The radiation is not as bad yet. Although it will be the most painful part of the treatment in the end as it burns the inside of my throat day after day. It’s killing all the bad (and good) cells to make way for healthy ones to regenerate. It’s been likened to laying in the sun day after day, even after you’re already sunburned. Sounds like my teenage days but with less “sun-in” and less fun!
I had rides to every appointment and even took a trip to Whole Foods that I hardly remember (and hope that I was acting appropriately). I felt hopeful and capable of enduring this 5-week treatment plan. Then, day 6 set. The elusive “day 5” that I heard of, except for me it was day 6. I am not sure what happened but it was all bad. I could not get my self out of bed for anything. And I felt hopeless like death was upon me. Of course, this was the same day that my steroids should be weaned and I forgot to take the anti-anxiety meds that I have never had a need for before which essentially meant a recipe for disaster.
The first few days of treatment felt ok, but as I have learned two surgeries and one chemo later, you often feel ok those first few days. The hospital drugs are way better than what they send you home with, so as those wear off and the real deal sets in, you are in for a rude awakening!
Since then, reality has set. I spend most of the day in my bedroom, minus a shower which is a daily necessity and requires a nap afterwards. I eat 3 meals a day, drink as much fluid as possible, its a necessity to my healing. When the boys get home, they go straight to the shower and change their clothes as not to bring outside germs in the house. There are no shoes on inside, no friends over, no visits for the boys or for me. There are no “visiting hours”, there are no visitors, this is a “germ minimal” environment as much as one can control with two young boys. Our home must only be the necessary people, or those dropping off meals on the front porch, my health depends on it.
If I am healthy, I only need two rounds of chemo during my 6 weeks of daily radiation. But, if I get sick or off track and delayed in my treatment, I am scheduled for the 3rd round of chemo. The protocol for this cancer is concurrent chemo and radiation, as they work in a partnership so as I have one, I must have the other and that is unacceptable to me. I refuse to have that 3rd round. I won’t do it. Therefore, I will remain healthy.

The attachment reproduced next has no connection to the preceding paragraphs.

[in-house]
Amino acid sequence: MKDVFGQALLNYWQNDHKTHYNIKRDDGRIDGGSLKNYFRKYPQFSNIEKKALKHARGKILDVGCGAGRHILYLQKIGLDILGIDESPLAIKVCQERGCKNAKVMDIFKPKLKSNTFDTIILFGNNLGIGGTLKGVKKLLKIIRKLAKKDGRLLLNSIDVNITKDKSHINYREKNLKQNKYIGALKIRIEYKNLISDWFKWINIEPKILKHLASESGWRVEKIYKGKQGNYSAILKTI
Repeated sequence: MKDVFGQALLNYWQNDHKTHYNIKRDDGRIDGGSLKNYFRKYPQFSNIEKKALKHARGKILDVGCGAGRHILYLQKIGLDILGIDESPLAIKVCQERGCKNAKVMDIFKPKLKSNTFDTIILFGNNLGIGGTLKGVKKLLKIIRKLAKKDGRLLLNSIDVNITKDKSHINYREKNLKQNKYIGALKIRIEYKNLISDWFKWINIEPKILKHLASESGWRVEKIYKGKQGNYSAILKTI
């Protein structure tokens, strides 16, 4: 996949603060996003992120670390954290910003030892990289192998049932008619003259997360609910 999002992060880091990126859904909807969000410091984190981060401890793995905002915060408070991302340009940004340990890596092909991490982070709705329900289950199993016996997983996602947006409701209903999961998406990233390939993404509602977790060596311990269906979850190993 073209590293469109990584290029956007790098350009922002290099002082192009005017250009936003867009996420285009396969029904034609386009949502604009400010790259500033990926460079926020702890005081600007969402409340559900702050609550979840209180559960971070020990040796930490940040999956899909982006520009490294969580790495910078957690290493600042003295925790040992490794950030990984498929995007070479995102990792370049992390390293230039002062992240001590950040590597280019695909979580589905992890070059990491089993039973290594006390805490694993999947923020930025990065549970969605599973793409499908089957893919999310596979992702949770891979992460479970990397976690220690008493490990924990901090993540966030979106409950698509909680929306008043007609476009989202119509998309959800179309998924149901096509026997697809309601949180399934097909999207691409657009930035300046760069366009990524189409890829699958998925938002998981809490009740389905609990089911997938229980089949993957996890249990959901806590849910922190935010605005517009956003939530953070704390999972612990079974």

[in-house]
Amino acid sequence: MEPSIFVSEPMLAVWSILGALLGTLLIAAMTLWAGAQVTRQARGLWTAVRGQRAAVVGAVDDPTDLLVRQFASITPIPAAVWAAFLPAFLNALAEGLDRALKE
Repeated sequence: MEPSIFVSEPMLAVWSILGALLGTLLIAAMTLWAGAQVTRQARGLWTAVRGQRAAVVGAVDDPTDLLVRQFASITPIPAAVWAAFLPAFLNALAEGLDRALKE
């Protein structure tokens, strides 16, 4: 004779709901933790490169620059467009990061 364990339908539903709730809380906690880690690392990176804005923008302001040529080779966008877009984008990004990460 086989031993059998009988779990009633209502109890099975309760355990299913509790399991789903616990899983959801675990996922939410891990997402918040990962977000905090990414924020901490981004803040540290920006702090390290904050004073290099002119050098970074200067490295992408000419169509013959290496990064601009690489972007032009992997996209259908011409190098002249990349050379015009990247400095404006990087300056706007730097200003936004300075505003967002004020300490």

One thing that hasn’t faltered is my hunger. Thank goodness. My only job right now is to remain hydrated and maintain weight so thankfully each time I eat, my thirst increases. And if you know me personally, hunger has never been my problem. I love food so much.
That’s the shit part of having a head and neck cancer. The feeding tube. If I cannot maintain weight, if I become so swollen and in pain that I cannot swallow fluids, I will need a PEG- tube. In the grand scheme of this disease it really is the least of worries and is a lifesaving tool so its importance is valued, but with it runs the risk of infection, atrophy of my tongue which would lead to speech therapy and prolonged recovery. It’s nothing to joke about. But, should I get to that point, I will gratefully accept the availability to nourish my body with the life-saving nutrients via the tube that will support healing. The good news is that my insurance will cover Liquid Hope which is organic, whole food, much like I prefer to eat in real life. But for a girl who loves to eat, this might be the largest obstacle to accept.
I am sure there is more to note here, but my brain is tired and quite honestly I am impressed to have written this much at this awful early hour of the morning and now my babies are awake...and loud. They know mom has cancer. The baby knows mom has an “owie”. They love the extra TV time, the snuggles in bed, the “picnic” dinners in bed with mom. Thank goodness for innocence. There is no fear associated with this illness for them, so while they’re around, the fear is on hold for me too.
But, it isn’t fair.
None of this is fair.
But since life didn’t promise me fair, there’s no time to feel sorry for myself. I have cancer's ass to kick. If I feel this beat up, I can only imagine how beat up those cancer cells are feeling!
***Oh and side note, I am regularly taking all the meds now. Thank goodness I live in California and there are so many options here. I am feeling more capable of facing the bad days when they come now.
And, keep the messages coming. I love to hear from you, even when I forget to respond.
I am mama of three beautiful babes; two sons whom I have the privilege of raising and my daughter who lived for 33 sacred days.